Cobie Quinlan, January 3, 2014 (view all comments by Cobie Quinlan)
Chbosky's story is well-written. I especially enjoyed reading it because of the charismatic style that the author has. I haven’t read many good books that are written in this ‘diary’ style. Since I am one to usually avoid those after experience, I found that after reading the first few pages, this one was different. Charlie was an honest, mature boy who seemed to see things differently. I loved his shy opinions and thoughts about things, and his cute way of writing that made me laugh reading some entries. Stephen Chbosky's style seems to be less descriptive, more philosophical, but still easy enough to read and understand. He uses interesting words I found myself sometimes looking up in the dictionary, but simple ones too that are comfortable to the reader. I immensely enjoyed reading "The Perks of Being a Wallflower" and I’m looking forward to checking out another works of his.
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Cristal, December 19, 2013 (view all comments by Cristal)
When I finished The Perks of Being a Wallflower by Stephen Chybosky, I sat there in a stunned silence. The book was strongly powerful in a manner that diary or letter style books rarely achieve. There is usually a sense of implausibility in those types of books that Charlie's character completely negated. When trying to describe Charlie the mind suddenly reels, he's honest. Completely and utterly genuine in his perceptions and most of his actions. Charlie is also and emotional basket case that somehow manages to attract a special group of friends to him. A group of voluntary outcasts that go through the same problems teenagers face everywhere. Sex, drugs, relationships and acceptance figure heavily into everyone's lives, despite their personal beliefs on those subjects. I would like to mention Stephen's portrayal of Patrick, I was pleased to see the sbuject of homosexuality treated in such a plain manner. It was accepted as a fact and only the feelings invovled in the situations were important. I would recomment this book to a wide range of people, old or young, straight or gay, conservative or liberal. It was a pleasure to read and I enjoyed it immensely.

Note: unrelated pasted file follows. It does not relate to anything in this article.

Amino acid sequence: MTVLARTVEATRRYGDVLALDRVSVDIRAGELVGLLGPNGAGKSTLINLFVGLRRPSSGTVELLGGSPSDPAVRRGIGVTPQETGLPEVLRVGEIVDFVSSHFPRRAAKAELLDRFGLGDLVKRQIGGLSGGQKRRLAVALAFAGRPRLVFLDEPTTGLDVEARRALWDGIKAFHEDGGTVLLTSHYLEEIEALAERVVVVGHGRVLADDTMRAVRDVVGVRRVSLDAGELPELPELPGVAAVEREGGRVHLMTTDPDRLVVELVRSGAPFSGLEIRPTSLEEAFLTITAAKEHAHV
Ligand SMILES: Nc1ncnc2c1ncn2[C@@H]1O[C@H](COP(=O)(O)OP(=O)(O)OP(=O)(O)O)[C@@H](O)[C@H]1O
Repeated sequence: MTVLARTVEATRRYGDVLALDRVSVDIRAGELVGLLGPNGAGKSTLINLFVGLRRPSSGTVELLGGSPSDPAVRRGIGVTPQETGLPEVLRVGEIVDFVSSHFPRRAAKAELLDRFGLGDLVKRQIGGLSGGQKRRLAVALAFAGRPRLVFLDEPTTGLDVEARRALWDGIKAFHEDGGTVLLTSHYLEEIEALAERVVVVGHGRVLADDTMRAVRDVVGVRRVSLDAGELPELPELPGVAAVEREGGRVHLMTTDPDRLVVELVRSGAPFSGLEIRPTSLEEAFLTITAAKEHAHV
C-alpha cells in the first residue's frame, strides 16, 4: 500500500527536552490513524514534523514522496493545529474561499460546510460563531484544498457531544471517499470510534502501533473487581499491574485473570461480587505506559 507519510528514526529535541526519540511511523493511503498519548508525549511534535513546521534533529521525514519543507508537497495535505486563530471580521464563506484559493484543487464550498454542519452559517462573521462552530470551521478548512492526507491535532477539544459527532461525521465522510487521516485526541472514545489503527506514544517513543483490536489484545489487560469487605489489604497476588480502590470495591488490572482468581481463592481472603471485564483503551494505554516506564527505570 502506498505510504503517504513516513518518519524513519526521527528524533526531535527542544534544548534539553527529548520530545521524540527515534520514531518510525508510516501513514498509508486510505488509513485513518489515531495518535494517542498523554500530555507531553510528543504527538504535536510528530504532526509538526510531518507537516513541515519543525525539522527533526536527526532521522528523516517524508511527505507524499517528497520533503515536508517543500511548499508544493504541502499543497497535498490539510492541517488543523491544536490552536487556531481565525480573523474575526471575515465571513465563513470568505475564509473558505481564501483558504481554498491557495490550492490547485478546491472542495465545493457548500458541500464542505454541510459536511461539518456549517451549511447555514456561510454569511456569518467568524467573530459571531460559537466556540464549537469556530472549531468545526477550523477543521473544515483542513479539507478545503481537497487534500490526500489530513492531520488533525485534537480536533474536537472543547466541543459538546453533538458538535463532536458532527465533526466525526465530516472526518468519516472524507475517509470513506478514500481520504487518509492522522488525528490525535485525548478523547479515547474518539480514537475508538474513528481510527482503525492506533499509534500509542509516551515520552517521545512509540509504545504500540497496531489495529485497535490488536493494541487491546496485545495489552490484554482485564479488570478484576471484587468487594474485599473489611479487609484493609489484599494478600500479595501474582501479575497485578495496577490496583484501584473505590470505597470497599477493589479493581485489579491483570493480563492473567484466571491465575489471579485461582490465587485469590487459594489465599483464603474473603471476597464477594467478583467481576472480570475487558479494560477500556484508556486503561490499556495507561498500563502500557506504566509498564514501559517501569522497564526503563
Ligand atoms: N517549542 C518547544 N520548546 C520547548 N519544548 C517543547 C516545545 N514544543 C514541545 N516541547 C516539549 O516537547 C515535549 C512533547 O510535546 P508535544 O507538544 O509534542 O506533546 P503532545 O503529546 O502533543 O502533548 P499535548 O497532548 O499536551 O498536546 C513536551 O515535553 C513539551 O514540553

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shallgal, February 1, 2013 (view all comments by shallgal)
This book it lovely! I encourage people to read it before watching the movie, it's far better. The plot allows for real character depth, and the story is very original. I found myself falling in love with this novel every time I picked it up!
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Carole L Soden, January 19, 2013 (view all comments by Carole L Soden)
This book has caused great discussions among my students and in my middle school and high school classes because it deals with many of the same things that my students are dealing with. It's been a perfect draw for some of my reluctant readers, and the fact that it is now a movie
has added even more to our discussions as we debate which is better the book or the movie. (The book is winning hands down - Hooray!)
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MTV Books -
This coming-of-age story absolutely shines. Charlie is your average teenager trying to navigate the treacherous waters of adolescence, yet he's so much more than that. Recognizing something special in Charlie, a teacher feeds him literature and tries to guide him into growth and maturity. Charlie has a bit more on his plate than he knows what to do with, however. Chbosky manages to dodge stereotypes while mining his characters for the real humanity underneath the surface. This tiny novella delivers a huge, heart-warming story. Teenage years have never seemed so poignant, nor so beautiful!
by Denise Kersten, USA Today,
"The Perks of Being a Wallflower is part of an MTV Books series that targets teen-age readers. But it is more mature than most young adult literature and can be enjoyed by older readers as well."
by School Library Journal,
"Charlie develops from an observant wallflower into his own man of action, and, with the help of a therapist, he begins to face the sexual abuse he had experienced as a child. This report on his life will engage teen readers for years to come."
A series of letters to an unknown correspondent reveals the coming-of-age trials of a high-schooler named Charlie.
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